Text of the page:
At our house – well the one we’re living in – Christmas is a rather quiet affair. With moving boxes in every corner, it didn’t make much sense to pull out all the decorations. That didn’t mean we’re ignoring the holiday all together. We moved a little Arborvitae into our living room and put some lights and small ornaments on it. Add a star on the top, and we have a Christmas tree that can move to the mill house with us come spring.
We have finally closed on both the purchase of the Monches Mill House, and the sale of our current home. We’re renting from our home’s new owner while working on renovations on the mill house. That didn’t keep me from doing some decorating though! The day we closed, I ran over to the mill house to put up some outdoor decorations. I think I had a need to mark my territory. Mother nature added her own frosty decorations! Who needs fake icicle lights? Even unoccupied, the house looks like a Christmas card!
Not only is the work on the mill house, and the packing up of our belongings keeping me occupied, but I also launched a Christmas program that I’m doing at bookstores and libraries. It’s a presentation on the history of Charles Dickens, his book “A Christmas Carol,” and how it affected the Christmas we celebrate today.
Along with my verbal presentation, I put up a display.
I also served Wassail and a variety of Dickensian Christmas treats. The candied orange peel was the favorite of kids and adults, alike.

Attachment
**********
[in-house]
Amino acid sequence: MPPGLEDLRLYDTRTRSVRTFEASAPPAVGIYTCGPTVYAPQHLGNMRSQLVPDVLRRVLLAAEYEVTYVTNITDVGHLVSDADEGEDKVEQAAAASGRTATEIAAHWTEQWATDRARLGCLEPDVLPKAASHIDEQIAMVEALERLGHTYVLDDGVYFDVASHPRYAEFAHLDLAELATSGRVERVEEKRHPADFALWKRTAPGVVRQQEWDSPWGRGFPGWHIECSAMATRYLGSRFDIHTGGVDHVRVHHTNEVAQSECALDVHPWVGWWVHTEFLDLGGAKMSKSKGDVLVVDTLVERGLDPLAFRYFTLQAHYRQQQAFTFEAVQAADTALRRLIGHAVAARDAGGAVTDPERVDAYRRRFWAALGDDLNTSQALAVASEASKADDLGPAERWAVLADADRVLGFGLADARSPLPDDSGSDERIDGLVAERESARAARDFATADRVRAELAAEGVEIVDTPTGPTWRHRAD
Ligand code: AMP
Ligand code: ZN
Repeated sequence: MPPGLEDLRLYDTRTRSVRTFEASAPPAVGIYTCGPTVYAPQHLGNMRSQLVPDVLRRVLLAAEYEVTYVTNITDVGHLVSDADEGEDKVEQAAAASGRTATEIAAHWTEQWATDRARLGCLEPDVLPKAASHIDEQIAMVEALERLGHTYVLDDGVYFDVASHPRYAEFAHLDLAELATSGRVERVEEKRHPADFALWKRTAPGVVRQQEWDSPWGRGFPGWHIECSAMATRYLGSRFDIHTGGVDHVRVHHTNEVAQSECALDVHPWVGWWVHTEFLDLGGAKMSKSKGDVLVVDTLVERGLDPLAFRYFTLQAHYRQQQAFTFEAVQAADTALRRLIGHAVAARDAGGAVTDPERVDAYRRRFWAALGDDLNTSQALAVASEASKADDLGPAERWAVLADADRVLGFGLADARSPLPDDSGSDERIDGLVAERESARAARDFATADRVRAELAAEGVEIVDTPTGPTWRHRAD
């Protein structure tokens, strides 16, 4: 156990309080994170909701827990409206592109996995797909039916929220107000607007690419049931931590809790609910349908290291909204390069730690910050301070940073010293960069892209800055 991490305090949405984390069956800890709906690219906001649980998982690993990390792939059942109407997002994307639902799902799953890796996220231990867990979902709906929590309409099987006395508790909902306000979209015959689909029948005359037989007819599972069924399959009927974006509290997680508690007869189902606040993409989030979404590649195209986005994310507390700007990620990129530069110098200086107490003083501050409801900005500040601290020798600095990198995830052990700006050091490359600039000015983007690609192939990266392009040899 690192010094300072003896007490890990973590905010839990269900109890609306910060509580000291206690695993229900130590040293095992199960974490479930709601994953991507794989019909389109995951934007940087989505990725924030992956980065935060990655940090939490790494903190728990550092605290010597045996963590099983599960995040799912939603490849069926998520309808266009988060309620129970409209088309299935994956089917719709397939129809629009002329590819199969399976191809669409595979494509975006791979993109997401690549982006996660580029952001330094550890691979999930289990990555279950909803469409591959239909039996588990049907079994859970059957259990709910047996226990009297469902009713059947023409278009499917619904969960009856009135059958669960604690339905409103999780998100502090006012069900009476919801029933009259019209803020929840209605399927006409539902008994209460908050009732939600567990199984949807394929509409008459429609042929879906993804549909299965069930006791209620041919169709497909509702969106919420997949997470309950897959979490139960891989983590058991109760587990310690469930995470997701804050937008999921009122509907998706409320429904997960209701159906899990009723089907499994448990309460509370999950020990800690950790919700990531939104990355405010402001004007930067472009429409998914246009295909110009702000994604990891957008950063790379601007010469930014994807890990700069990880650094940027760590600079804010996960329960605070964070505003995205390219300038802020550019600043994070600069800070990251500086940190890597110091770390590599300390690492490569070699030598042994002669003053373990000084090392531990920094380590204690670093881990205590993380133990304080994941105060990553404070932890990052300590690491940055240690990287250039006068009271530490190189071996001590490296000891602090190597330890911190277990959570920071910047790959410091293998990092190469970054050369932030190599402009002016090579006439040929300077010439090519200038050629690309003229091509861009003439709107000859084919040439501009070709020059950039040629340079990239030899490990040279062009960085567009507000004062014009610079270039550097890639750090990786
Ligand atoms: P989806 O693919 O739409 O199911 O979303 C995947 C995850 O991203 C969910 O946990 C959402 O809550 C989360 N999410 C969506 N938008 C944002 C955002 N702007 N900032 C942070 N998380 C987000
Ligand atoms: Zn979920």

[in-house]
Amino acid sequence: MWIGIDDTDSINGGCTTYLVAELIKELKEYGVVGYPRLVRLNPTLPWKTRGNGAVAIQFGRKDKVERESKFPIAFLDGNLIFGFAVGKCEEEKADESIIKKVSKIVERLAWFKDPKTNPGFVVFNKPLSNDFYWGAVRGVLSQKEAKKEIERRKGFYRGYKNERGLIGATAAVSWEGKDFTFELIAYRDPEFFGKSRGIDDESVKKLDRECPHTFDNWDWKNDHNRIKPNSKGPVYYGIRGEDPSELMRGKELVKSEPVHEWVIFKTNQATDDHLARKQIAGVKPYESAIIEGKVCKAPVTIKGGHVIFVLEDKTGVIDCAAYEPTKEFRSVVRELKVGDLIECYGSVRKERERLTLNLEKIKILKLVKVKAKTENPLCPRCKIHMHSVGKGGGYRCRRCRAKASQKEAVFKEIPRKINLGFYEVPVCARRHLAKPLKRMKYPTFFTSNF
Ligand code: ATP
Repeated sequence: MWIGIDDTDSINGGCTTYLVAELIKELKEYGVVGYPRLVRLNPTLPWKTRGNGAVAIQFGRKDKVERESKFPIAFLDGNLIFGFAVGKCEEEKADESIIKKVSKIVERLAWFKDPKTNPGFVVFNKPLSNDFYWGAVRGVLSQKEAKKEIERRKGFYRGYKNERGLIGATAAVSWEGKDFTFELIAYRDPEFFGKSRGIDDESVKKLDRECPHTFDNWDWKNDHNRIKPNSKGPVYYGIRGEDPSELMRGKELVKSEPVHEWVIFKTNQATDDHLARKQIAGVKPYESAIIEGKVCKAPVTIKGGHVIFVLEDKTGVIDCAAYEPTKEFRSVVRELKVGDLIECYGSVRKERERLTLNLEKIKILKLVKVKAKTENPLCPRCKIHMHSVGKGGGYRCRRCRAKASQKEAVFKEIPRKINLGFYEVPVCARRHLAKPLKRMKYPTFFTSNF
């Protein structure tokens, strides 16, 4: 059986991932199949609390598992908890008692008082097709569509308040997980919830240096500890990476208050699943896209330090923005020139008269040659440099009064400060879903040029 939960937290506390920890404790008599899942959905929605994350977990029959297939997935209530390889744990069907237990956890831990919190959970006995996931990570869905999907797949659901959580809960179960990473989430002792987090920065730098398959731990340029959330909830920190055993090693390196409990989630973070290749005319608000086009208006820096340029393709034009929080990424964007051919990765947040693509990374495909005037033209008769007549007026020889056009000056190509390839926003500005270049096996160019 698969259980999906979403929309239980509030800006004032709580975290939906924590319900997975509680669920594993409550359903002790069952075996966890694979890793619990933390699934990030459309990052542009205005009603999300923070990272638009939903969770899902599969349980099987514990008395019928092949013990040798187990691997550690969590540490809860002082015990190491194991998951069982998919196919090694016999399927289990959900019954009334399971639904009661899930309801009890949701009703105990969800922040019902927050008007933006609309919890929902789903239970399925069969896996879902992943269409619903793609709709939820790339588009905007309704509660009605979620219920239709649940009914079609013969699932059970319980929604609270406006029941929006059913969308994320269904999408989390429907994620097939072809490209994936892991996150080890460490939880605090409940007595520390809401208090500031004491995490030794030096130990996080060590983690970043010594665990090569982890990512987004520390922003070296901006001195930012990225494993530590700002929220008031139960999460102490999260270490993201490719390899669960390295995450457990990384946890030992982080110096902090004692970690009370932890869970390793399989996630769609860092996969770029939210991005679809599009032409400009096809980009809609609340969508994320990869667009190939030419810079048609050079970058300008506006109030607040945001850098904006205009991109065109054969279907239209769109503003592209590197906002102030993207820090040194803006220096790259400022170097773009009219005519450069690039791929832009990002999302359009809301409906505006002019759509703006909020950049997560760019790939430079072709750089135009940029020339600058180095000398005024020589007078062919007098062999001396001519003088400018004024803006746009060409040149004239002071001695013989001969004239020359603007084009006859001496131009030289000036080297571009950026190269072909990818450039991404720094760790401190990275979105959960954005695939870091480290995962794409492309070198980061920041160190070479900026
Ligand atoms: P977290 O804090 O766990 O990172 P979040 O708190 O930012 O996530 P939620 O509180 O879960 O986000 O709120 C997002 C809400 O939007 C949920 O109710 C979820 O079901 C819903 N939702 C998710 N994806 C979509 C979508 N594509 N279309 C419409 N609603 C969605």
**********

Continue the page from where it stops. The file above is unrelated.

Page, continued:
As were the Shrewsbury Cakes!
3/4 cup butter, softened
1 1/4 cup sugar
1 1/2 tsp. grated orange peel
2 tsp. vanilla
2 1/2 cups sifted all purpose flour
1/2 tsp. salt
Cream butter and sugar together. Add egg, orange peel and vanilla.
Stir in flour and salt to make a stiff dough.
Wrap dough in wax paper. Chill for several hours or overnight.
Roll chilled dough into 1 inch balls. Roll balls in sugar.
Arrange balls 1 1/2 inches apart on ungreased cookie sheet.
Flatten the balls gently with bottom of a small glass.
Bake at 350 degrees for about 8 minutes.
Makes about 3 dozen cookies.
Our Christmas may be quiet this year – but it’s still filled with traditions of old. Just wait until next year – I’ll be pulling out all the stops to celebrate our first real Christmas in the mill house!
I hope your holiday is a happy and healthy one, whether large or small, contemporary or traditional, and I hope your new year brings you all the best!